Vodafone's pragmatism still resonating

OvumRecent press speculation that Vodafone is interested in buying Kabel Deutschland should not be big news. However, it has gained a lot of attention because until recently Vodafone was regarded as a mobile-only telco
 
It used to be fairly straightforward to predict what Vodafone would do. It wanted to be big, and was a buyer of assets rather than a seller. It also didn’t do fixed telecoms, TV, or cable. However, this is no longer the case.
 
Under its current management, Vodafone’s actions are less ideological and the group has made significant efforts to adapt to changes in the industry. Vodafone has sold assets where it deems necessary and has shied away from making acquisitions that some expected it to pursue. The group’s mobile-only mantra has also been shelved and its infrastructure-light strategy for fixed telecoms has been rethought.
 
If the Kabel Deutschland deal happens, Vodafone will become the largest TV provider in Germany – an outcome that would have been unthinkable a few years ago. Vodafone’s pragmatism provides further evidence that European telcos are now in survival mode, and that anything that helps them to overcome the challenges they face is fair game.
 
Vodafone’s pre-2005 success was driven by ideological purity
 
Vodafone took off on its pre-2005 acquisition spree with gusto. It purchased assets wherever it deemed fit and projected itself as the first truly global telecoms brand, gaining a presence in nearly every continent in the world. The $183 billion Vodafone-Mannesmann deal, which was closed in 2000, still represents one of the biggest deals the telecoms industry has ever seen.
 
These achievements weren’t merely due to luck. Deprived of a national culture (as it wasn’t an appendage of its national government like many of its incumbent peers), Vodafone created a go-getting organizational culture and was led by an entrepreneurial CEO. The group also crafted a focused strategy that sought to exploit the emerging opportunities in mobile telecommunications.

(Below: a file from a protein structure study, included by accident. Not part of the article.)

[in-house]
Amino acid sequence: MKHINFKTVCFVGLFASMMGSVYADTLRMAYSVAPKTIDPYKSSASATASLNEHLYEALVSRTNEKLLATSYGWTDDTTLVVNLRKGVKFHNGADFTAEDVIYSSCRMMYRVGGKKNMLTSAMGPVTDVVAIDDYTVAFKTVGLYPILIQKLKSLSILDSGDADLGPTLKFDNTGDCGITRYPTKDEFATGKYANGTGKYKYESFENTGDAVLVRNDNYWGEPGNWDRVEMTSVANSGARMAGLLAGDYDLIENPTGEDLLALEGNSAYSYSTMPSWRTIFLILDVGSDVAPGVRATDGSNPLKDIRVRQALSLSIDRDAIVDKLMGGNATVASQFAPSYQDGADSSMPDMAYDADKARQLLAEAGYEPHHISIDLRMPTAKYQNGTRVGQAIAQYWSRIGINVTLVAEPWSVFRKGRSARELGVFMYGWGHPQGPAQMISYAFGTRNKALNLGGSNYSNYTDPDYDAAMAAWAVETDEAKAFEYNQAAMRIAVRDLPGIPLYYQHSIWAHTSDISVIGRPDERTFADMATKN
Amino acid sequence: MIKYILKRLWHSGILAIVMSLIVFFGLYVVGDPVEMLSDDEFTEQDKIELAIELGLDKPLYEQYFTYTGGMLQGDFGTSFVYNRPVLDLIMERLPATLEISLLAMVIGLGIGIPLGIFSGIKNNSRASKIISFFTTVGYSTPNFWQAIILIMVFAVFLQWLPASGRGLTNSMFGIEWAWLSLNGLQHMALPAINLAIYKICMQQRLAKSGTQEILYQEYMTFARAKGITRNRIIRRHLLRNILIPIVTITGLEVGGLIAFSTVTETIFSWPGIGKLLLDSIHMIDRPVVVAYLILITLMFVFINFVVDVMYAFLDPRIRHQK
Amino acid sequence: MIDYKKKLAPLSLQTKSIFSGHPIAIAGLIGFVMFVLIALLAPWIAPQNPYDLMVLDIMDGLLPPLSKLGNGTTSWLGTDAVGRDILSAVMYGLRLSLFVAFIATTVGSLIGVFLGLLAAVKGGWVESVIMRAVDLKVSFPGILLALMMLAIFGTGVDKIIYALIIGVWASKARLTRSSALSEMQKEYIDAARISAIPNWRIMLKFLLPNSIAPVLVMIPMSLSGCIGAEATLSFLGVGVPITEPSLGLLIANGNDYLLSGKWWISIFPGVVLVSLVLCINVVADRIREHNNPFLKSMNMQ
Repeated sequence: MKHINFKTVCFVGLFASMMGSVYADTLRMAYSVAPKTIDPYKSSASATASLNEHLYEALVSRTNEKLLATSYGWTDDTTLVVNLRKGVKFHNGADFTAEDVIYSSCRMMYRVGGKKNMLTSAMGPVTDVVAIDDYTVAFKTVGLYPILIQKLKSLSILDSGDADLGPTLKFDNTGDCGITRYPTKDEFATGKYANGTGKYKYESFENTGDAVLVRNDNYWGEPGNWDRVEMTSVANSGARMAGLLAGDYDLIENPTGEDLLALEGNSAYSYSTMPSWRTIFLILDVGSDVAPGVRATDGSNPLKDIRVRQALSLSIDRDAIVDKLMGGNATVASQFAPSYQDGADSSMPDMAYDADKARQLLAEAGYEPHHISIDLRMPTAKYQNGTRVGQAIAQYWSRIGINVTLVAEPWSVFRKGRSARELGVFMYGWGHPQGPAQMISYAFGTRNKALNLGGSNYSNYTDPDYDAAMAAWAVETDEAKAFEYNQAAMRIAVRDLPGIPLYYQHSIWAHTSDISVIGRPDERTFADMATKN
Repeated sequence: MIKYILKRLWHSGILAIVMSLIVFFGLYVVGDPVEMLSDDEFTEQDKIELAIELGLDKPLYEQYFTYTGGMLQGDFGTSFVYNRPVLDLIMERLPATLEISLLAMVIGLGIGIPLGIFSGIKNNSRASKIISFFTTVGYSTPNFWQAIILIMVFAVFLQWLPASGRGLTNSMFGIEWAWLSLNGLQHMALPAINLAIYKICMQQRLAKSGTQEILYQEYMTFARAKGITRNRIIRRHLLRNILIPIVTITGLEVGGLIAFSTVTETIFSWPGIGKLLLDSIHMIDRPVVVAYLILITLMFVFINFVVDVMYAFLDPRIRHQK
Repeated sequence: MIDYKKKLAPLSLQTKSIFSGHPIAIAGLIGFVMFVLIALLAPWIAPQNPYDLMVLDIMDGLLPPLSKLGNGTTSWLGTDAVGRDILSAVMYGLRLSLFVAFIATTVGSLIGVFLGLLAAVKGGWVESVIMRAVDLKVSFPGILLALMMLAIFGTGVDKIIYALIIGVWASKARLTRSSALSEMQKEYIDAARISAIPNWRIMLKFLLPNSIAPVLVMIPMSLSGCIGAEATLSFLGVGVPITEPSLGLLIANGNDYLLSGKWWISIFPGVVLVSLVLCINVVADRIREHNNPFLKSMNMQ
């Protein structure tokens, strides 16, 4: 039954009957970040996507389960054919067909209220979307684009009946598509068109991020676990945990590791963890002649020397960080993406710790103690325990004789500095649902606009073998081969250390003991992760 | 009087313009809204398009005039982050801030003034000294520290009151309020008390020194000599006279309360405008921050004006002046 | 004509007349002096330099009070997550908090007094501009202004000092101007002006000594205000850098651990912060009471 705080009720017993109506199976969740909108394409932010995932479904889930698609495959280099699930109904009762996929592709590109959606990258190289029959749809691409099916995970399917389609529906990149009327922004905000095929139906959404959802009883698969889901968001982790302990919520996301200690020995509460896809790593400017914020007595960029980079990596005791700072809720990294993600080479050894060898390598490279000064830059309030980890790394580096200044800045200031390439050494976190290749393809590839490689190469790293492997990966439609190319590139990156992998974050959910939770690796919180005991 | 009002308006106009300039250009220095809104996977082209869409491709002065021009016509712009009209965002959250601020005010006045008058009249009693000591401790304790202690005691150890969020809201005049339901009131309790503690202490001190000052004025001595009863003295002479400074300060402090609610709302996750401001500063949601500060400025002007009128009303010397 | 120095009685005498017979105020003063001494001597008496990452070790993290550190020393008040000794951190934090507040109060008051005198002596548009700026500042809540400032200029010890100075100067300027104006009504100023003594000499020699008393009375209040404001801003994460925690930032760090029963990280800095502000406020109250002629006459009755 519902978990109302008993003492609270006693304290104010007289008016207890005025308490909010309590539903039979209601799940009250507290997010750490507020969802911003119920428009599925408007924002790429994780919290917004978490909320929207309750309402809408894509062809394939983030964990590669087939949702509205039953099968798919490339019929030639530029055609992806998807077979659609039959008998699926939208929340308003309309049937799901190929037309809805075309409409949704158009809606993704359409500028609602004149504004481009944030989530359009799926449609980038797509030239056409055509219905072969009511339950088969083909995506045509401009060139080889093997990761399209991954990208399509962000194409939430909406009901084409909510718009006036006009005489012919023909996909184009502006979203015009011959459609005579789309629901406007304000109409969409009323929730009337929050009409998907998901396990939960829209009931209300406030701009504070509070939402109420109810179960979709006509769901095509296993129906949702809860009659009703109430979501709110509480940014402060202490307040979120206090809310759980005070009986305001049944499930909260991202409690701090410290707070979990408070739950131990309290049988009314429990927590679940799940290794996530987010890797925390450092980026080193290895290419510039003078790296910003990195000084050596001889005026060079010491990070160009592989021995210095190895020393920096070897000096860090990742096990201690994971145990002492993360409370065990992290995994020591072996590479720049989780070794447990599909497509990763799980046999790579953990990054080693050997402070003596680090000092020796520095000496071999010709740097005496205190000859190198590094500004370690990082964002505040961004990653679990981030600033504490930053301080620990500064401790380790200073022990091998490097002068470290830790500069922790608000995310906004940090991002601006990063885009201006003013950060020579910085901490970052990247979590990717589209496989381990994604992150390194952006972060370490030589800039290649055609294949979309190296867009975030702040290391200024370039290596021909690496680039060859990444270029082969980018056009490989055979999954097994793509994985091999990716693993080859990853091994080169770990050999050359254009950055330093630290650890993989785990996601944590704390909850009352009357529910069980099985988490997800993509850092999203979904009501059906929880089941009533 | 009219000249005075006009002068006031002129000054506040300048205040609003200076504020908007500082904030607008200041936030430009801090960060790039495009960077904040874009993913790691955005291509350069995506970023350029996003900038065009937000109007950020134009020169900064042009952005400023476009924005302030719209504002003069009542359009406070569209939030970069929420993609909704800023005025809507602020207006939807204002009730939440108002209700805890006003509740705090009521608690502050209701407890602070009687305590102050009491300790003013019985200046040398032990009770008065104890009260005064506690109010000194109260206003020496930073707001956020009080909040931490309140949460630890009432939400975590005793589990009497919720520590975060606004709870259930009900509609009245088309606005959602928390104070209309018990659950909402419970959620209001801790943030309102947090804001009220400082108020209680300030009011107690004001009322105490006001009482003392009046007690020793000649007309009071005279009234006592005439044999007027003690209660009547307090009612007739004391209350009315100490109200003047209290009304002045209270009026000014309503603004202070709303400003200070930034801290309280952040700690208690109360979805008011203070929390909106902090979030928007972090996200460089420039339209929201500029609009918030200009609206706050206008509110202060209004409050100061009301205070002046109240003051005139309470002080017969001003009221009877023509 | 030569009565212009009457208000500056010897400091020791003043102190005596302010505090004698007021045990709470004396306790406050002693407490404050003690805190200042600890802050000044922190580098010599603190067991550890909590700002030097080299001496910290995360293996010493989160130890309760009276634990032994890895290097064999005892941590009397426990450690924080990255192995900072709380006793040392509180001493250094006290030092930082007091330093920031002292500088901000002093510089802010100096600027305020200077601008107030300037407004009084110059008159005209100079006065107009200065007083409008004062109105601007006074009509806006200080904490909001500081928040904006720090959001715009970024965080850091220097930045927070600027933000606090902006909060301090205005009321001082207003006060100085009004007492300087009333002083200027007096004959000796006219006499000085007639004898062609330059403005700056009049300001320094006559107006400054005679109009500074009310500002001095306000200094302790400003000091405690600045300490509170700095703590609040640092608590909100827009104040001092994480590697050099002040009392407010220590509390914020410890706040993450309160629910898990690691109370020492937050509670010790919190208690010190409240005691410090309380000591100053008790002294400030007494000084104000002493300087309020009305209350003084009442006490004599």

It helped that Vodafone did not have a fixed telecoms legacy business to defend as this enabled the operator to aggressively pursue mobile without having to worry about cannibalizing existing revenue streams. Most of the ideological perceptions that came to represent Vodafone emanated from these times. For example, the mobile-only mantra made Arcor’s fixed telecoms assets look out of place. The quest for a larger footprint led to minority stakes around the world and laid the foundation for Vodafone’s extensive partner networks scheme.
 
 
A changing strategy for a changing industry
 
While the genesis of the change that befell the telecoms industry was the dot-com crash, its manifestation became entrenched when 3G services failed to live up to expectations. Early service launches of UMTS and HSDPA in 2004 and 2005 weren’t lucrative enough to justify the prices paid for 3G spectrum and the valuation that supported an acquisition spree.
 
As a result, Vodafone began to move from an “expansionist” strategy to one of “efficiency”. While this change was started by the former CEO, Arun Sarin, pragmatism has triumphed under Vittorio Colao’s management.